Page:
Possible dangers of drinking water during pregnancy
As if pregnant women don't have enough to worry about, now a common contaminant in drinking water is something that pregnant women need to watch out for. A chemical called tetrachloroethylene (PCE) can cause stillbirths and other pregnancy complications. Basically, if you are pregnant and drinking water because heaven knows you need to stay hydrated without even knowing it, you might be setting yourself up for a stillbirth or some other issue. Ni lo mande Díos!
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Researchers at Boston University Medical Center released findings about PCE in drinking water and how it affects pregnant women. It all came about because pregnant women in Cape Cod, Massachusetts were having higher than normal rates of pregnancy complications. Researchers set out to find out why these poor women were twice as likely to have stillbirths, 1.35 times more likely to experience placenta abruption and be at high risk for vaginal bleeding. They couldn't find a cause until they looked into the drinking water. Because of their drinking water these women had high exposure to PCE.
Researchers said in a press release, "Our results suggest that prenatal PCE exposure is not associated with all obstetric complications, but may increase the risk of certain ones, including stillbirth and placental abruption [when the placenta separates from the wall of the uterus]."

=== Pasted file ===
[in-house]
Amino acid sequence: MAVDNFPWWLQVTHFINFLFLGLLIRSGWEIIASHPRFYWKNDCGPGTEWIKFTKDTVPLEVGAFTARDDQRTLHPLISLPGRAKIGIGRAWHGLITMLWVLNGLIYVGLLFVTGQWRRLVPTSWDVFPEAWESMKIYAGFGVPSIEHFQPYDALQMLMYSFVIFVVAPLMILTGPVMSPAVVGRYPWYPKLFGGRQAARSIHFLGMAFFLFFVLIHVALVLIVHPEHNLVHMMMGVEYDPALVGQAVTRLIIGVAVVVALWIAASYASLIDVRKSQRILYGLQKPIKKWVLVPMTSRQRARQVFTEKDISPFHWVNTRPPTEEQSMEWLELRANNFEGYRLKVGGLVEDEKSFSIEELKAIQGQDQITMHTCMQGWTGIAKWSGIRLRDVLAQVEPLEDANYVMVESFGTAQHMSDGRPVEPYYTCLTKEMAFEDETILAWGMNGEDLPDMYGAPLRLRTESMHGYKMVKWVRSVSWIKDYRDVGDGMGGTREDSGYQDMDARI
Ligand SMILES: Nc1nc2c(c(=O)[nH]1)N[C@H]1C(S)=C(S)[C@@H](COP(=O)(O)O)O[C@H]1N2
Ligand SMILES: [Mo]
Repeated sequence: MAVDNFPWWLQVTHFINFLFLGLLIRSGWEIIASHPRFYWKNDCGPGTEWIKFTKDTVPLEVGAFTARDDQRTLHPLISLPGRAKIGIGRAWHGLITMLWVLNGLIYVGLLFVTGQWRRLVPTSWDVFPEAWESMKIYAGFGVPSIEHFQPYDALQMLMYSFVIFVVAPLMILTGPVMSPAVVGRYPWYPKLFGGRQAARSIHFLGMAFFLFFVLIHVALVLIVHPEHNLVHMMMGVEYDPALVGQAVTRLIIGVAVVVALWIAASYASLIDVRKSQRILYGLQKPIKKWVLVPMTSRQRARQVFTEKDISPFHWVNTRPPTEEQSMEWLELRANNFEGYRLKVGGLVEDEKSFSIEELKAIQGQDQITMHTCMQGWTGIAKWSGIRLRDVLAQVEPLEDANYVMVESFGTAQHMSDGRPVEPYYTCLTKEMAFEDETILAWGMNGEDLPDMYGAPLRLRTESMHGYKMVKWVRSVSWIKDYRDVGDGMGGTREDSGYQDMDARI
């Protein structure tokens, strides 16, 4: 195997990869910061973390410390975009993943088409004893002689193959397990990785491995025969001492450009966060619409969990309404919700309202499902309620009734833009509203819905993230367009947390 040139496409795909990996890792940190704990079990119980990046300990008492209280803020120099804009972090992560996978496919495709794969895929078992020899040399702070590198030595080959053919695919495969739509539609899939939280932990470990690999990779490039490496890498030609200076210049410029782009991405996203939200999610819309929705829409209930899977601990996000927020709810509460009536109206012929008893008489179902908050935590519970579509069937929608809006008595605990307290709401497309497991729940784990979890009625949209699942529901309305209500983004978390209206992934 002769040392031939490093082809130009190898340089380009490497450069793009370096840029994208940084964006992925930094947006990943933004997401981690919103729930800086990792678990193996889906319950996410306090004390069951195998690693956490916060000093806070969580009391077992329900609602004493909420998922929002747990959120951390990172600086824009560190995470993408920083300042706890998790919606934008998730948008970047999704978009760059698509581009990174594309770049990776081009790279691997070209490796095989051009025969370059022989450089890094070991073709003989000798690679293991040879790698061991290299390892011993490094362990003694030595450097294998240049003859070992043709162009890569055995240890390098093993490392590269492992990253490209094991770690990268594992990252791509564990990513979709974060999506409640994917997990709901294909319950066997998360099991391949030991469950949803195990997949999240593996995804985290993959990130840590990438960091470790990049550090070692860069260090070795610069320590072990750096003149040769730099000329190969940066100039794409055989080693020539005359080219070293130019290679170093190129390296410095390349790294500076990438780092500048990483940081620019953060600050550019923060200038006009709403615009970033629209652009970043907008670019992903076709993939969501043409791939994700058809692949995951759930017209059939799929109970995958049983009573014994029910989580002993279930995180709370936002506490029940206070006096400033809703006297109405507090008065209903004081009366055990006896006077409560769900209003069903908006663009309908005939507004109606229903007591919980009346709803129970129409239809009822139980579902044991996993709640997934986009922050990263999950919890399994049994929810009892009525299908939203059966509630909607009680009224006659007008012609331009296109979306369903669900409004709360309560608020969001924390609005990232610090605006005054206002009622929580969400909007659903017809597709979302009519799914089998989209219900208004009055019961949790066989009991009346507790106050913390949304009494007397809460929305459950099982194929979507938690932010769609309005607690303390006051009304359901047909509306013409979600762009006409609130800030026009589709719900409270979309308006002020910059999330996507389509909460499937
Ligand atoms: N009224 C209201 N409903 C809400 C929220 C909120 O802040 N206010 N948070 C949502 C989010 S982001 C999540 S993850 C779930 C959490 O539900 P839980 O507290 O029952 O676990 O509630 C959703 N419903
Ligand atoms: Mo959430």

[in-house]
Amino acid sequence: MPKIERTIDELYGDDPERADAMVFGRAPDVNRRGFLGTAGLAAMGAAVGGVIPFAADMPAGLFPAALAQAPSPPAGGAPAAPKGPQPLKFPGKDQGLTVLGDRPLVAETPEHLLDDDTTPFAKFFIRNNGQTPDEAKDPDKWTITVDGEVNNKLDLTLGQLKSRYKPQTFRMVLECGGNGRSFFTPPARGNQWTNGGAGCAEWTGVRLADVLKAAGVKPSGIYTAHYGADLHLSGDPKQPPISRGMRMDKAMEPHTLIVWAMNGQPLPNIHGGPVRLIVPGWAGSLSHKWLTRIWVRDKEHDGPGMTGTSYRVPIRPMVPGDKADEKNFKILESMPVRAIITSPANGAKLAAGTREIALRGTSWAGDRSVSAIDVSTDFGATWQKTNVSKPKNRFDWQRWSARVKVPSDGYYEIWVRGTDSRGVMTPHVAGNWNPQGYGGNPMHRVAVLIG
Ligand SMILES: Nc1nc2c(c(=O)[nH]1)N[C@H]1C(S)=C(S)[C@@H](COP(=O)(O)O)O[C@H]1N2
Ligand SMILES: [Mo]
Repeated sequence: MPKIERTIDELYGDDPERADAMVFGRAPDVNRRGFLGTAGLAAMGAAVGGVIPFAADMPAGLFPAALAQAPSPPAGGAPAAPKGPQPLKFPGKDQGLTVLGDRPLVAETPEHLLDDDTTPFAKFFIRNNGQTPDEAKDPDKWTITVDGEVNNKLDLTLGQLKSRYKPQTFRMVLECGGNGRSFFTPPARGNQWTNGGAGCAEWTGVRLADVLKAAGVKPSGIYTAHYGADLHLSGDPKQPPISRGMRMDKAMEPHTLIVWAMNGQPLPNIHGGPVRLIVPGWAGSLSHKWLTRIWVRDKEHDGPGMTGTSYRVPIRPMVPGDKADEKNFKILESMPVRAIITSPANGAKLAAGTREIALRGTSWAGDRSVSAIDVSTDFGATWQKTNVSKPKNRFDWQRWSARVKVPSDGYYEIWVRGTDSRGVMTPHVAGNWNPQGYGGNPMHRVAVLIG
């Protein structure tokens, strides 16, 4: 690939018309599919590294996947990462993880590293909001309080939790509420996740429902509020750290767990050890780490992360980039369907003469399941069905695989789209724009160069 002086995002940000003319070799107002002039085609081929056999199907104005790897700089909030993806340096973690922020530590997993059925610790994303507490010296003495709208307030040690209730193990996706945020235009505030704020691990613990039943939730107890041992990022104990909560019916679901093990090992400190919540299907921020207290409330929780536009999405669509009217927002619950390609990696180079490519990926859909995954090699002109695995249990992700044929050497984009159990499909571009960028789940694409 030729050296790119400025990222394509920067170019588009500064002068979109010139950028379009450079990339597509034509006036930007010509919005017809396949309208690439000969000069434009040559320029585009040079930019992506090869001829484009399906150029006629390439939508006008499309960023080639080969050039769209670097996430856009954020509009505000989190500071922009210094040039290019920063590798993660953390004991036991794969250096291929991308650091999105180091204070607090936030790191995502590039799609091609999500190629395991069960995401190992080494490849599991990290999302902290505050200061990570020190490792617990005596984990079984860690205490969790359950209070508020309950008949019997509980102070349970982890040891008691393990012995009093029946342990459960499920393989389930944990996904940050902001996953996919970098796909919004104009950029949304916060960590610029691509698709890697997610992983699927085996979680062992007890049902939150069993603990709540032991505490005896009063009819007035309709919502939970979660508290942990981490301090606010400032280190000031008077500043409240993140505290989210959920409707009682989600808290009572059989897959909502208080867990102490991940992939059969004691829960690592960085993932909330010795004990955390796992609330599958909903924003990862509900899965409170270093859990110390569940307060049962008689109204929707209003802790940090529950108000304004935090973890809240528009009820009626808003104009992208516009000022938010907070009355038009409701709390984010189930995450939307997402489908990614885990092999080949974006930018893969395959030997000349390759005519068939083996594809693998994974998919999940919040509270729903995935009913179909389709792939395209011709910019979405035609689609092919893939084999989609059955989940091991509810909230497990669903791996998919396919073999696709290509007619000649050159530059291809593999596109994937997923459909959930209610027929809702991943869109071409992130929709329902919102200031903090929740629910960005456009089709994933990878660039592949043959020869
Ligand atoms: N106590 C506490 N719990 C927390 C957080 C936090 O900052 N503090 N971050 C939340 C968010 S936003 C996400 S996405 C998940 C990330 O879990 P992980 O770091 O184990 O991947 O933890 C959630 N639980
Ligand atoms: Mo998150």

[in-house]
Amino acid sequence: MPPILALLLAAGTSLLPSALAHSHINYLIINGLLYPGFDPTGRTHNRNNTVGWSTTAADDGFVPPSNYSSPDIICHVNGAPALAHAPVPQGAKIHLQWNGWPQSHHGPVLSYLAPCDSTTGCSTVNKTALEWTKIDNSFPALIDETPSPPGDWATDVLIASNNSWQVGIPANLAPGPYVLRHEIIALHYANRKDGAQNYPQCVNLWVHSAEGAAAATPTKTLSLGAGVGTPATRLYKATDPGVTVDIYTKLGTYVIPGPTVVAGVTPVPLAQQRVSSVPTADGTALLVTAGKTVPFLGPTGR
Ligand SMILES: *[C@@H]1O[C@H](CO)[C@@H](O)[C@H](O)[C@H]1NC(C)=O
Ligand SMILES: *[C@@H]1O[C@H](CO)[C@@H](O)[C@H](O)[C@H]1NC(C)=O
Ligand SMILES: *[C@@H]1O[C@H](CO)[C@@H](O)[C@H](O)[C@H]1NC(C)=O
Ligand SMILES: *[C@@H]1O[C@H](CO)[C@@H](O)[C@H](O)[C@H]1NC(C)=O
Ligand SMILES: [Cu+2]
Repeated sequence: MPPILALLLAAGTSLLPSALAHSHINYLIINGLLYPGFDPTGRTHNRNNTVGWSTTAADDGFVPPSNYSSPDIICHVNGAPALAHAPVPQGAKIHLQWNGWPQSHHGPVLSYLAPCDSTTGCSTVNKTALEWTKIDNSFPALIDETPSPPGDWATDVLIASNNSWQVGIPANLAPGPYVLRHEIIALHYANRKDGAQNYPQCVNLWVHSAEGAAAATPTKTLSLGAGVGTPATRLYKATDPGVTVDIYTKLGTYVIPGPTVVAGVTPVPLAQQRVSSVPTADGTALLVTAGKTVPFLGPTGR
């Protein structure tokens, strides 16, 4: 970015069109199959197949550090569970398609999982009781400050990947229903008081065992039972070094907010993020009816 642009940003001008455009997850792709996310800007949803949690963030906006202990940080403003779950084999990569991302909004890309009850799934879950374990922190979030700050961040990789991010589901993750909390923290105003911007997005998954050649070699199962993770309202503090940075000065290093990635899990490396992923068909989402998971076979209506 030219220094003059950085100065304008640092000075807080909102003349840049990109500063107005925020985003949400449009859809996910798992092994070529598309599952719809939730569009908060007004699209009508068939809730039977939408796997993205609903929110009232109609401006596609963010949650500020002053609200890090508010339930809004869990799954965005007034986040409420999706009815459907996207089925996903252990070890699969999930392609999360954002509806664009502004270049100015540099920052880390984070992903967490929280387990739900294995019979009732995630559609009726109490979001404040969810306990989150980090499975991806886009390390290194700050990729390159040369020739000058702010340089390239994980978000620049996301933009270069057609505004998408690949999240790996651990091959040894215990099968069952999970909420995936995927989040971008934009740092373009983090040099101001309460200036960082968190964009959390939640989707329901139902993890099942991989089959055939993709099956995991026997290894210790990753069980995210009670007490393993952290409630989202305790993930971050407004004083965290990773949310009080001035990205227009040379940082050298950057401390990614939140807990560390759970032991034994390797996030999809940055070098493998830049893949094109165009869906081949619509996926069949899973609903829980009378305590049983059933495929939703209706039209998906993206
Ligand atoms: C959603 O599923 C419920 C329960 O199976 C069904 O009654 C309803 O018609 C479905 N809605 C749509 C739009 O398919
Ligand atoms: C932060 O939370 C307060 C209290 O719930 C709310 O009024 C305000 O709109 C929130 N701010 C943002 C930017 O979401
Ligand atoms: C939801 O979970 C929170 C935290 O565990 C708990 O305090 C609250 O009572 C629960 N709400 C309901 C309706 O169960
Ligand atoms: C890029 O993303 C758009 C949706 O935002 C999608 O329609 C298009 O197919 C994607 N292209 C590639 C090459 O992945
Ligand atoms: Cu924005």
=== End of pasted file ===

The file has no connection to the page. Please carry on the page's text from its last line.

The PCE got into the drinking water in the late 1960's through the early 1980's because of vinyl lined asbestos pipes. It blows my mind that all these years later the contamination still exists.
The pregnant women in Cape Cod are being exposed to higher levels of PCE in their drinking water than most pregnant women in this country, I hope, but that doesn't mean that there isn't PCE in your drinking water and that you shouldn't be careful if you are pregnant.
Federal guidelines for PCE in drinking water are set at 5 parts per billionth. If you are pregnant and living somewhere where the levels are higher, you may want to consider not drinking or cooking with the water. You could switch to bottled water that isn't contaminated for example.
To find out what is in your local drinking water, the best place to start is by contacting your water supplier. The contact information should be on your bill.
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